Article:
Archives

April, 2013

Your Business May Be Hiding From Customers Without Knowing It

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Between eight and twelve million businesses are invisible to prospective customers, according to an Interactive Advertising Bureau white paper released April 29 – and it’s largely because of their own inaction.

Lost in cyberspace

Of an estimated 16 to 20 million businesses, the white paper reports, only two to three million have marketers actively managing their online listings. And according to 2011 Google statistics, some 8 million businesses hadn’t claimed their listings at all. Too many of those are small and home-based businesses.

This is a huge lost opportunity, because unless they’re in brick-and-mortar locations that are traffic magnets, unlisted businesses might as well not be in business.

Consumers search for businesses based on what they’re looking to buy, and they overwhelmingly do it with online searches – either one of many online directories like YP, Yelp, Manta and local and vertical specific directories; or search engines like Google, Yahoo or Bing; or social network media like Facebook, Google+ or Linkedin; or mobile apps.

About 40 percent of consumers go online for local searches each day, 67 percent at least three or four times a week. Read more →

Hyundai Uk Uses “trademark Infringement” Claims To Make Its Own Ad Go Away

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It looked like a winner at first. On April 19, The Drum – Britain’s equivalent of Adweek – named agency Innocean’s new 60-second Hyundai ix35 video Ad of the Day and Ad of the Week. On the 25th, The Guardian highlighted the spot and urged readers to view it. But by the 26th, Business Insider reports, Hyundai was “desperately” and “unsuccessfully” trying “to make its…video disappear” – by flagging reposts as trademark infringements.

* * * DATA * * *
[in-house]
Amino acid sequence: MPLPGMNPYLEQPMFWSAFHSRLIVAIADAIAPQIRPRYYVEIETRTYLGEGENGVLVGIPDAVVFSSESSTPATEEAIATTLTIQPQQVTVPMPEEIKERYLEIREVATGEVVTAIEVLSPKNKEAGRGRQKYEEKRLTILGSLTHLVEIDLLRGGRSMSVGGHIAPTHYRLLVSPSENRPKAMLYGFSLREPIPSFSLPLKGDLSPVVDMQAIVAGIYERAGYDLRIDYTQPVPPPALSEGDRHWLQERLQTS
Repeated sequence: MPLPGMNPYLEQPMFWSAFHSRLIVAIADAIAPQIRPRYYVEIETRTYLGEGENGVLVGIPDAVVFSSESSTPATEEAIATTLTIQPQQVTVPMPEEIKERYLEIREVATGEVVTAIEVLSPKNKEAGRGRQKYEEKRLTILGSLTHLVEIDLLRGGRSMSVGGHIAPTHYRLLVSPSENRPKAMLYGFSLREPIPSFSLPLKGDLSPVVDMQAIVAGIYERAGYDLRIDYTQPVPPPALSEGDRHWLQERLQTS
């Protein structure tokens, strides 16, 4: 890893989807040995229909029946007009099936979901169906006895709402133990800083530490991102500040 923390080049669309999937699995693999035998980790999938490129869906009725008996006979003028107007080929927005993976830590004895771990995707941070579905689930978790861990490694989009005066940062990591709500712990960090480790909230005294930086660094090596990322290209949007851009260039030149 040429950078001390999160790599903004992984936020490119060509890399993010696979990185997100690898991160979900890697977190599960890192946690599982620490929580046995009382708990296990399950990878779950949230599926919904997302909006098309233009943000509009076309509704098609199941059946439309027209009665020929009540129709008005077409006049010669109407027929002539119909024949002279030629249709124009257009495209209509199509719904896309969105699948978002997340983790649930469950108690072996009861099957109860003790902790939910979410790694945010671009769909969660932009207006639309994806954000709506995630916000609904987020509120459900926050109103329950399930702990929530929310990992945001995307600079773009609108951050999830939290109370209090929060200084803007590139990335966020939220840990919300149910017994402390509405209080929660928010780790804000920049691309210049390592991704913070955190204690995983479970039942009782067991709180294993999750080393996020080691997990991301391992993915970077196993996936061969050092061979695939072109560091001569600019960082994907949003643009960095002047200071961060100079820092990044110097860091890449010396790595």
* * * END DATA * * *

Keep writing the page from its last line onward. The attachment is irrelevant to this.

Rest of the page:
Not a new idea

While dramatic, the commercial’s idea wasn’t a new one.

To demonstrate that fact that the hydrogen-burning ix35’s emissions comprised nothing more lethal than water vapor, the spot shows a depressed man sealing himself into his garage, then into his Hyundai, with the motor running and a hose going from the tailpipe to the passenger compartment. As we cut to an exterior shot of the garage, it’s now nighttime. The man, having failed at suicide, emerges from his garage, as a super explains that the ix35’s exhaust is pure water vapor.

As it turns out, using failed suicide attempts to demonstrate a car’s non-toxic exhaust isn’t a particularly new idea. Read more →

Jcp’s New Marketing ‘aya-cola’ Axes Small Ad Agencies, Hires Giant Y&r

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Having filled the marketing power vacuum created by JC Penney CEO Ron Johnson’s ouster, acting CMO Sergio Zyman proceeded to reverse much of what he’d been doing as Johnson’s principal marketing consultant. Specifically, he moved to replace small agencies – including Mother, New York, and Peterson Milla Hooks, Minneapolis – with Young & Rubicam, the world’s tenth largest advertising agency, with about $907 in revenues, Advertising Age reported April 24.

As Coca-Cola’s marketing vice president, Zyman became known as “the Aya-Cola” because of what Ad Age charitably called “his intense management style and fierce temper.” Among marketers and advertisers, he’s best known for what became one of the greatest marketing blunders of all time (before his JC Penney work for Johnson, that is).

The Edsel of soft drinks

The announcement came 28 years and one day after Zyman’s best-known marketing accomplishment (if that’s the right word for it) – the introduction of New Coke, which both the soft-drink industry and Fortune magazine likened to Ford’s introduction of the Edsel.

For those of you too young to remember April 23, 1985, here’s how Wikipedia describes New Coke’s introduction and reception way back when: Read more →

Green Works Scraps Denial And Elitism As Marketing Strategies

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Denial, as the old joke goes, isn’t a river in Egypt. But for years, it’s been the basis of green-product marketing in the face of growing consumer rejection. On Earth Day (April 22), 2013, a major green marketer – Clorox Green Works – announced it was waking up to marketplace reality and abandoning elitist self-righteousness as a marketing strategy.